Internal certificate authority with openssl and caman

Posted: 2019-09-18

It seems a little odd to be looking at running an internal certificate authority (CA) in these days where free certificates are easily available from LetsEncrypt. However, I have a fully working LetsEncrypt setup using the http callback verification method that I don't really want to fiddle with, so for some small internal machines (pi's etc) I wanted to look again at being my own CA.

Last time I looked at this (11 years ago) I used openssl's scripts. Basically these manipulate the openssl configuration files so that the standard openssl commands create what you need.

You can do this by hand too - and just run openssl commands. But - I wanted something that added a little more control.

One script that does this for you is caman - which seems to have a fairly simple interface.

The readme is pretty self-explanatory. Simply clone the repository and use it. I decided on one change. The script uses two directories - ca and store. These are in the .gitignore file (with a pair of files in ca excluded). I decided to remove the gitignore settings - and keep the generated files in the repo - but - to keep them secure with git-crypt. I also decided that as this was just for me and for a few machines that the extra complexity of an intermediate was not necessary - if I have to re-create the CA then there are perhaps 10 machines it needs installing on.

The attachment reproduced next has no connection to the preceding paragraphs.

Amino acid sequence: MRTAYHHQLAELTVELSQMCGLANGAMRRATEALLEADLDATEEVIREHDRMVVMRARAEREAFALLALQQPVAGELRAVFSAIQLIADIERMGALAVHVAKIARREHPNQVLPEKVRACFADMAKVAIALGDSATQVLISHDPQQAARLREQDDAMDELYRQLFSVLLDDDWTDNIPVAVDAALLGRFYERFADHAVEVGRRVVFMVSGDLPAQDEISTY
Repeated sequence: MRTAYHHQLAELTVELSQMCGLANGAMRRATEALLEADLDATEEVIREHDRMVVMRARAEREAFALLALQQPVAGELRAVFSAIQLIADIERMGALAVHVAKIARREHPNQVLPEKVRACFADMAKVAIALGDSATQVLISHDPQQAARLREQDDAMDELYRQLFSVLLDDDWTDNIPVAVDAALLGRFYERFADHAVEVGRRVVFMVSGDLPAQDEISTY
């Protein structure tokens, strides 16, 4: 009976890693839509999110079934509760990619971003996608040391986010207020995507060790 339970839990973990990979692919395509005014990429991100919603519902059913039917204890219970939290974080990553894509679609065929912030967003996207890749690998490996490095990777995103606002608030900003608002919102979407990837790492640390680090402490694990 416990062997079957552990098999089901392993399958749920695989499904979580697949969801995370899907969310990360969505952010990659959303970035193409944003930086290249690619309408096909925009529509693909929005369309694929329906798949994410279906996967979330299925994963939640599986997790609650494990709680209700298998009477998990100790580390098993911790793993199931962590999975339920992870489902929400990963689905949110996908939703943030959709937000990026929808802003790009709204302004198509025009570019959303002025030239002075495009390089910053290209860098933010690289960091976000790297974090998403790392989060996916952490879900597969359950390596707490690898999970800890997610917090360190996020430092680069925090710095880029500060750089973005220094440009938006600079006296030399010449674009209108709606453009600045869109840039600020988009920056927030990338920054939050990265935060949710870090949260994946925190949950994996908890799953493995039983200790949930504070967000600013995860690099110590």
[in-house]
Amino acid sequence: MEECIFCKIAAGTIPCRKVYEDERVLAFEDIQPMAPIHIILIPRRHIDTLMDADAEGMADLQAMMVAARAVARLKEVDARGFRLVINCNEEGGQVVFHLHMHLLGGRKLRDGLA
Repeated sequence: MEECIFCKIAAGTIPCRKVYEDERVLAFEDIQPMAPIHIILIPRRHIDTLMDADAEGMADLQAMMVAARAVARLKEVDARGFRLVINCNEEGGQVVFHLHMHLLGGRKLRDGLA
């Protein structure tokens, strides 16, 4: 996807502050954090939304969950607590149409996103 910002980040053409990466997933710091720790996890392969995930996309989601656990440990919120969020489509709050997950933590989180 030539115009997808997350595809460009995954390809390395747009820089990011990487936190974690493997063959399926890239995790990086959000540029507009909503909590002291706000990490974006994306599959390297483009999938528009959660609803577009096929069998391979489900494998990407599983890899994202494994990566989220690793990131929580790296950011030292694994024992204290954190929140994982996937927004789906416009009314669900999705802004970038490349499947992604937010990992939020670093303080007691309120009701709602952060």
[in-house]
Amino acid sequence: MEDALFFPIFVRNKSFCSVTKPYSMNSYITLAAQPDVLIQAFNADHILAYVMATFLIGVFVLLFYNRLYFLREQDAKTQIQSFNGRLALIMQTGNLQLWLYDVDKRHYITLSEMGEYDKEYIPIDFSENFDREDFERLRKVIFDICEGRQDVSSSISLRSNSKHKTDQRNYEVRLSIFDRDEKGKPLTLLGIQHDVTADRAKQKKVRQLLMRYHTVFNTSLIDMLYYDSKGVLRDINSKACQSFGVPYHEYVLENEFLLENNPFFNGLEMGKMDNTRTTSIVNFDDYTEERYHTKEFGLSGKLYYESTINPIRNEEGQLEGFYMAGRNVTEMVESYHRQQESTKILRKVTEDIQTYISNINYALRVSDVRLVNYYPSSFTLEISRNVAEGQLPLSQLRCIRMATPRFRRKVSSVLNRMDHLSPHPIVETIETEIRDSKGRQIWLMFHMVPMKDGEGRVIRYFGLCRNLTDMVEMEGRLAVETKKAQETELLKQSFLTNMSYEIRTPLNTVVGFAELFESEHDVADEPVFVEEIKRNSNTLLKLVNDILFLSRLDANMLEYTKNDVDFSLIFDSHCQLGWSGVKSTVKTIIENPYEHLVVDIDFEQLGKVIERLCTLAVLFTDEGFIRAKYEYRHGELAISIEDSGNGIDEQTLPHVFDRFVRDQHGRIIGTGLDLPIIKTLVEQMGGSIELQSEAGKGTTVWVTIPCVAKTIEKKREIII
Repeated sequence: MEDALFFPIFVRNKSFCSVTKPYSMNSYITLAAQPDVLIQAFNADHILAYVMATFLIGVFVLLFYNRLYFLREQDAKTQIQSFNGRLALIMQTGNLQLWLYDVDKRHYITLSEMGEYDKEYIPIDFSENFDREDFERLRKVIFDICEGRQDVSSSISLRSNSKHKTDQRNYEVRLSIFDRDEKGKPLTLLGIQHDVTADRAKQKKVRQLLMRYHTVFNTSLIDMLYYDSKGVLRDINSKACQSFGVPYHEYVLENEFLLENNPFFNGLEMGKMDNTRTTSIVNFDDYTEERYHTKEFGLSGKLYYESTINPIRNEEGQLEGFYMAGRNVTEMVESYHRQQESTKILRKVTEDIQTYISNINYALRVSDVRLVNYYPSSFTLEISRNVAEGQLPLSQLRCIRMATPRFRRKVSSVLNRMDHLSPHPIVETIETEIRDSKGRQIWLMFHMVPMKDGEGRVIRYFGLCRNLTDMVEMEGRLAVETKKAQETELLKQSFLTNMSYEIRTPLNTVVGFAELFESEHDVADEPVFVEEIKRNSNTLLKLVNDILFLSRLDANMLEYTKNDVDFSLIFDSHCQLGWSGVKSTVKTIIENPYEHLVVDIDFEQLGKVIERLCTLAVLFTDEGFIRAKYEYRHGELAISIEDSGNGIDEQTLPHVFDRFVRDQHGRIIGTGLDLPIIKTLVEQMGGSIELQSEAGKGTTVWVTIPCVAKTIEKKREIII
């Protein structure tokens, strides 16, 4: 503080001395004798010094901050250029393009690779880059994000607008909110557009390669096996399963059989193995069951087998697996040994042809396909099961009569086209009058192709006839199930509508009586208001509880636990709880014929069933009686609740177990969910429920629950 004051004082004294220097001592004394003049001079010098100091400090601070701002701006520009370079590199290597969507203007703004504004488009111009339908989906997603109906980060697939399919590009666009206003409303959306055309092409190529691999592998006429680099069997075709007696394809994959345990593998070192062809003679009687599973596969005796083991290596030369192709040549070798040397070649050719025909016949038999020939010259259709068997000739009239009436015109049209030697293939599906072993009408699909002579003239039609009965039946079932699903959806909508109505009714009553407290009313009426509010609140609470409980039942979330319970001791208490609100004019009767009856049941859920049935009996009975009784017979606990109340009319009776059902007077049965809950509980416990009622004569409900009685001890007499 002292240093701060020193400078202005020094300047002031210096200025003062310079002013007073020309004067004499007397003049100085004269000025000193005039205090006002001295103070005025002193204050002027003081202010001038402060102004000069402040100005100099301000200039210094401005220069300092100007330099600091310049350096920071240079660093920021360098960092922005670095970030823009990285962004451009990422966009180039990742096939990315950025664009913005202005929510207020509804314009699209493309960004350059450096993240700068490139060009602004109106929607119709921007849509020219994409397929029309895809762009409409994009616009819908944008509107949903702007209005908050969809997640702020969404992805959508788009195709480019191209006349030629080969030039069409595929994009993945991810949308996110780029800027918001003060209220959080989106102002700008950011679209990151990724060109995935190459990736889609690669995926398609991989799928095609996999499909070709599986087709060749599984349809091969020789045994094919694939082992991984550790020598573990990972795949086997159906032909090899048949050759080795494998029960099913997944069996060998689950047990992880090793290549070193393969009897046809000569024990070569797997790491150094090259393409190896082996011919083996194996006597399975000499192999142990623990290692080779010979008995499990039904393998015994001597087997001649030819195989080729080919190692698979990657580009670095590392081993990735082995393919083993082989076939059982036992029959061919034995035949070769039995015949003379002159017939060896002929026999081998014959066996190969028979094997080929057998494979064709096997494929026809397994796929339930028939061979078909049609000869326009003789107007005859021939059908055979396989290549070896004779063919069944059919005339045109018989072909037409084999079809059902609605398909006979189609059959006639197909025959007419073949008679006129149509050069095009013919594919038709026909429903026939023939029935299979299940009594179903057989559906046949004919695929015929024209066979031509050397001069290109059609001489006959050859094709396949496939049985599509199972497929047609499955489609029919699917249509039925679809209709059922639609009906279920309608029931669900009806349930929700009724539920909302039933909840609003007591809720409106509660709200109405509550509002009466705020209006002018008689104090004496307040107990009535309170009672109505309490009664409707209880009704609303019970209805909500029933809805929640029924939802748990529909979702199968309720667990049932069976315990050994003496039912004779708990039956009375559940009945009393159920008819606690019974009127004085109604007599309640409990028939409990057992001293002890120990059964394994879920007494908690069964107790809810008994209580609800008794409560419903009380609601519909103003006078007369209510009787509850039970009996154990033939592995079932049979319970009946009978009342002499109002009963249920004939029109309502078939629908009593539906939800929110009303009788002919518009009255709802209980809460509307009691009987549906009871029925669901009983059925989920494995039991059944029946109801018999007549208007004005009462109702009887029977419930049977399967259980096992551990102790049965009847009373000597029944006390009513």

Apart from that - the readme's instructions worked fine - the script I more or less ended up with looks like this (so far I have added three hosts):

git clone -o upstream [email protected]:radiac/caman.git

cd caman

git remote add origin <location>

rm .gitignore

touch .gitattributes

// Add .gitattributes for git-crypt here - setting ca/** and store/** to be encrypted

cp ca/caconfig.cnf.default ca/caconfig.cnf && vi ca/caconfig.cnf
// Change the CA settings as described in the readme

cp ca/host.cnf.default ca/host.cnf && vi ca/host.cnf
// Change the per host settings as described in the readme

./caman init

for HOST in host1 host2 host3; do
  ./caman new $
  ./caman sign $

git add .

git ci -m "Done :)"

The final steps here:

  • Install the host certificates on the machines they are for
  • Install the ca (ca/ca.crt.pem) on each client that needs it